New breakthrough could help us understand how rare childhood brain disorders develop
- Researchers from the University of Sheffield have discovered a new insight into how a group of rare childhood brain disorders develop during pregnancy.
- Findings reveal that defective immune cells in the brain contribute to the development of rare neurological diseases that cause severe physical and mental disabilities in children.
- One in 7,600 children are affected and at the moment there are very limited treatment options for them.
- Results could be used to help pave the way for the development of better therapies.
A new breakthrough in understanding the cause of rare childhood brain disorders has been made by researchers at the University of Sheffield.
The discovery by academics from the University’s Neuroscience Institute and Bateson Centre has revealed that defective immune cells in the brain called microglia contribute to the development of leukodystrophies.
Leukodystrophies are a group of rare neurological diseases that cause severe physical and mental disabilities in children. One in 7,600 children are affected by the disorders which include symptoms that usually appear in the first year of life and get progressively worse as the child grows older.
Very few treatments are currently available for the diseases which, as with other rare disorders, can leave those affected feeling incredibly isolated.
However, the research by the University of Sheffield-led team has revealed a new insight into how the diseases often develop – a discovery that could be used to create more effective therapies.
Results from the study, published in the journal Glia, suggest that the disorders start during brain development in pregnancy.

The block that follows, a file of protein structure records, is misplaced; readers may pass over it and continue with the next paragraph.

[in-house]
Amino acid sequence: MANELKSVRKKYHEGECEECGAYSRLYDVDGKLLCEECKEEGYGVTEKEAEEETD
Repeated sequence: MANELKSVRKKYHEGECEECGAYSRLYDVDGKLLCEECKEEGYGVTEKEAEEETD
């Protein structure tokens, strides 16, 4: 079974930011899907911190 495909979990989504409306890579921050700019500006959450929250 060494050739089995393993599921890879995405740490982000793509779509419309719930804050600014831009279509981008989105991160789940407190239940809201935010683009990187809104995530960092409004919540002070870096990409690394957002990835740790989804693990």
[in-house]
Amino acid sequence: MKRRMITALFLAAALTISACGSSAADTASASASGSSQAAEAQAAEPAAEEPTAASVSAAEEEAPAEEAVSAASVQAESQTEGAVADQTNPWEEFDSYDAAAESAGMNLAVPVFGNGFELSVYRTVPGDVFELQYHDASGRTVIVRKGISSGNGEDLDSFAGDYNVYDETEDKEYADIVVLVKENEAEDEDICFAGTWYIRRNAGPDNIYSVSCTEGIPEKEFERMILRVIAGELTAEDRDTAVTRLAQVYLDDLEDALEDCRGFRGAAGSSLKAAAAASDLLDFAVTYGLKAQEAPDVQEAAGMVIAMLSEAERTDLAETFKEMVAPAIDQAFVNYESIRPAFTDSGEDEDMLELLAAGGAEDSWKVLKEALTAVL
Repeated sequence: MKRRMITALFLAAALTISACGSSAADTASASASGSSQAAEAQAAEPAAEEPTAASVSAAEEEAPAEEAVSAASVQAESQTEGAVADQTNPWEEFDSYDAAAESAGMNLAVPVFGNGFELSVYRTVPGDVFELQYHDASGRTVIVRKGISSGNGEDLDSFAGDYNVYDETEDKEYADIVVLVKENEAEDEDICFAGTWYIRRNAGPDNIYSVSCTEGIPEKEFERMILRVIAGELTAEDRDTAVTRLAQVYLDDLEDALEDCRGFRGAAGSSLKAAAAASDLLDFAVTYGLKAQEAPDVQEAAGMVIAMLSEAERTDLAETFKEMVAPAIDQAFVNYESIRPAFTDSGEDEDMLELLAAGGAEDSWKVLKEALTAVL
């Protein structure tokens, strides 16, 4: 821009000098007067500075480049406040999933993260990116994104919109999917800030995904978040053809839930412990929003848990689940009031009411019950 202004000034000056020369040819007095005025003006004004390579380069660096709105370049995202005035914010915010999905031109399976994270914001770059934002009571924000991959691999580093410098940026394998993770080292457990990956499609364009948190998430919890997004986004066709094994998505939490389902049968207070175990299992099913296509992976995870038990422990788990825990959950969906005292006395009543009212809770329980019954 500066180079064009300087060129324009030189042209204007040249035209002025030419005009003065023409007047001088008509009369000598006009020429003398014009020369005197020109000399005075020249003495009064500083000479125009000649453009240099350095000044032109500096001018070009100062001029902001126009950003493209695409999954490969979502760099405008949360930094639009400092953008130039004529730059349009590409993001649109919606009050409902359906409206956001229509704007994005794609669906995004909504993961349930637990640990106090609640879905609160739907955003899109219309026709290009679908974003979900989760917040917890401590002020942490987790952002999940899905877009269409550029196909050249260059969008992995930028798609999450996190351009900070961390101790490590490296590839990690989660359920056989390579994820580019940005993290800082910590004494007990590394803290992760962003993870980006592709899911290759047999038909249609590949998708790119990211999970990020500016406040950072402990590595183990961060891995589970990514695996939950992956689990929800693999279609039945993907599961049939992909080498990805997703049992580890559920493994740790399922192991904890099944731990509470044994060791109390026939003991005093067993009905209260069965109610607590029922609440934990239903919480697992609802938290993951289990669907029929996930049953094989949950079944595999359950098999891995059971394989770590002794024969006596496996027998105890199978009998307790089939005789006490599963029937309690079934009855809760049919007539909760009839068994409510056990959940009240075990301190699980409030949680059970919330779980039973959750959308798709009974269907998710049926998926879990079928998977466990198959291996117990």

Nearly half of our neurons die during the formation of our brain throughout pregnancy and it is the role of microglia to clear them away.
Using transparent zebrafish models to directly observe how brain cells develop, the research team found that the microglia were impaired when trying to clear away the dying neurons in the brains that went on to develop a leukodystrophy.
Animal models of leukodystrophy are rare and often don’t look like the human pathology, as they lack the characteristic brain abnormalities and movement problems seen in human patients.
However, researchers have created the first zebrafish model for human leukodystrophy and have shown that this model had similar physical and brain anomalies to patients.
Dr Noémie Hamilton, European Leukodystrophy Association (ELA) Research Fellow at the University of Sheffield, said: “The first and main challenge for microglia during brain development is to clear away dying neurons.
“We found that in our zebrafish model of human leukodystrophy, deficient microglia failed to digest dying neurons. Cells digest their content using their lysosomes which are an acidic cellular compartment used as a recycling factory. We showed that our zebrafish model had lysosomal defects, blocking microglia from performing normally.
“This was associated with an inflammatory response which could damage the brain and be the start of the pathology of the disease.”
The study highlights that focusing on early dysfunctions during brain development and their consequences will provide a better understanding of these rare devastating diseases.
In the future, Dr Hamilton aims to test whether therapies targeting microglia in early life can alleviate the symptoms using her unique zebrafish preclinical model. She hopes that her findings can be translated into human studies to help identify new ways to treat childhood leukodystrophies.
The research was funded by a European Leukodystrophy Association (ELA) fellowship to Dr Hamilton at The Bateson Centre, a world-leading centre using zebrafish to model human diseases at the University of Sheffield.
To access the research paper in full, visit: http://dx.doi.org/10.1002/glia.23829
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